The current system has modulation controls on all the rotary screw compressors.  They are currently applied at medium or low loads, and therefore, are relatively inefficient -particularly in Plants #1, #4, and #5.  We recommend realignment as required.  Adding increased demand may alleviate this.  No action should be taken until after the new production loads are in place and the compressor control action can be reviewed at the new levels.

 

Building #1 System Assessment

Average system flow, in building #1, is 248 cfm at an average system pressure of 107 psig.  Compressed air is supplied by two lubricated, rotary screw, air compressors using modulation/blowdown controls. The Sullair is a 150 horsepower machine rated for 690 acfm at full load and the Gardner Denver compressor is a 200 horsepower unit rated for 760 acfm at full load. Due to the low-load conditions, the Sullair compressor is running and the GD unit is off. Specific power is 2.32 cfm/kW and the energy costs are $19,774 per year.

The VanAir refrigerated air dryer is plugged into the wall and consuming energy but the unit has not been serviced in years and it is not doing any drying. The AirTek dryer is functioning well and is handling the low load conditions well.

The impact of the future planned expansion, in plant #1, includes the addition of twenty-one (21) framing tools and fifty-six (56) upholstering tools. We established the increase in future compressed air demand at 400 cfm.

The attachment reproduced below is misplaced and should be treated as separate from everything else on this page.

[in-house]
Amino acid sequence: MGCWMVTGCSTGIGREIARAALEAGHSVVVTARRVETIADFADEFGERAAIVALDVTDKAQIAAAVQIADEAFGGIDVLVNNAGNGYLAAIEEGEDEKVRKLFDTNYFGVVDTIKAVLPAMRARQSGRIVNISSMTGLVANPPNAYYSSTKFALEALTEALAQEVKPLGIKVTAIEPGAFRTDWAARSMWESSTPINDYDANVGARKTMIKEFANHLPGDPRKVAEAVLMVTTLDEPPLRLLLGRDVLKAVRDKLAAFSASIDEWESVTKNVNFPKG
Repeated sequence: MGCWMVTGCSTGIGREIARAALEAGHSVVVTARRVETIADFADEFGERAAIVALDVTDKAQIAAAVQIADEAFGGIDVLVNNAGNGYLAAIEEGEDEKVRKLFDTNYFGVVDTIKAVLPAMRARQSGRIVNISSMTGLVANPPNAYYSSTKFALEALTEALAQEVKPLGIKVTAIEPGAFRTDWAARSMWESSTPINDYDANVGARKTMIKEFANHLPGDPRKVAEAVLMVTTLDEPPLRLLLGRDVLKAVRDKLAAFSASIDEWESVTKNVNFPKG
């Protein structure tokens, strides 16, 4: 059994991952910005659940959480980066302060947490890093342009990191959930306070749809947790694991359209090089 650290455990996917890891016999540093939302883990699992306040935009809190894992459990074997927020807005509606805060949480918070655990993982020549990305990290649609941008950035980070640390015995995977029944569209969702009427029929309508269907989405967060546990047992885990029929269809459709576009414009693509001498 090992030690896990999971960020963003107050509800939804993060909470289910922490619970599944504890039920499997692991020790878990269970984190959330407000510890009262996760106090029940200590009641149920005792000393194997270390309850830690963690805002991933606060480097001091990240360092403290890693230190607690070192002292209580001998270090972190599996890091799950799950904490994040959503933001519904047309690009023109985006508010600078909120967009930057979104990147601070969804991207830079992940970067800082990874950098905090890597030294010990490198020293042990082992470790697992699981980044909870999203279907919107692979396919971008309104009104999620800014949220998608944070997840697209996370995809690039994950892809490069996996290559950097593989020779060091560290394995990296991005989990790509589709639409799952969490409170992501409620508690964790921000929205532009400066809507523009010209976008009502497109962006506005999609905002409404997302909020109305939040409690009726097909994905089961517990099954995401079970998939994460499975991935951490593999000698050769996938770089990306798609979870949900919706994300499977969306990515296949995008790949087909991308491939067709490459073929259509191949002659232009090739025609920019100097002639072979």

Table 2 Building #1 Planned Demand          

Current Production

Tools

Current Production Total Air Usage

Planned Production

Additional Tools

Planned Production

Total Air Usage

Framing

13

248 cfm total air usage.

Subtract sewing air 40 cfm = 208 cfm ÷ 40 tools = 5.2 cfm / tool

21

Total additional tools @ 5.2 cfm each = 400 cfm additional air required

Upholstering

27

56

Sewing

25

0

 

Table 3. Building #1 Compressed Air Leaks

NO

LOCATION

DESCRIPTION

EST SIZE

EST CFM

1

Button Machine

Cylinder

Medium

4

2

Cutting Room

QDC

Small

2

3

Sewing room

Hole in tube

Small

2

4

Sewing room

Lubricator

Small

2

5

Trap

Drain / Wall

Small

2

6

Machine 11

Filter / Regulator

Small

1

7

Machine 43

Filter / Regulator

Small

1

8

Machine 40

Hole in tube

Medium

4

9

Zipper Slider

Filter / Regulator

Small

2

10

Panel area

Hole in tube

Small

1

11

Panel area

QDC

Small

2

12

Line 4

QDC

Small

2

13

Main line expansion

Valve

Medium

4

14

Line 1 cushion

QDC

Small

1

15

Line 1 cushion

QDC

Small

2

16

Line 1 cushion

QDC

Medium

4

17

End of Line 1

Hole in tube

Medium

4

18

Line 2

QDC

Small

2

19

Line 2

QDC

Small

2

20

line 2 Framing

QDC

Medium

3

21

line 2 Framing

QDC fitting

Medium

4

22

Line 6

Manifold

Medium

4

23

Line 6 upolstery

Hole in tube

Small

2

24

Line 6 upolstery

Hole in tube

Medium

8

25

Outside wall

QDC fitting

Small

1

Estimated Total cfm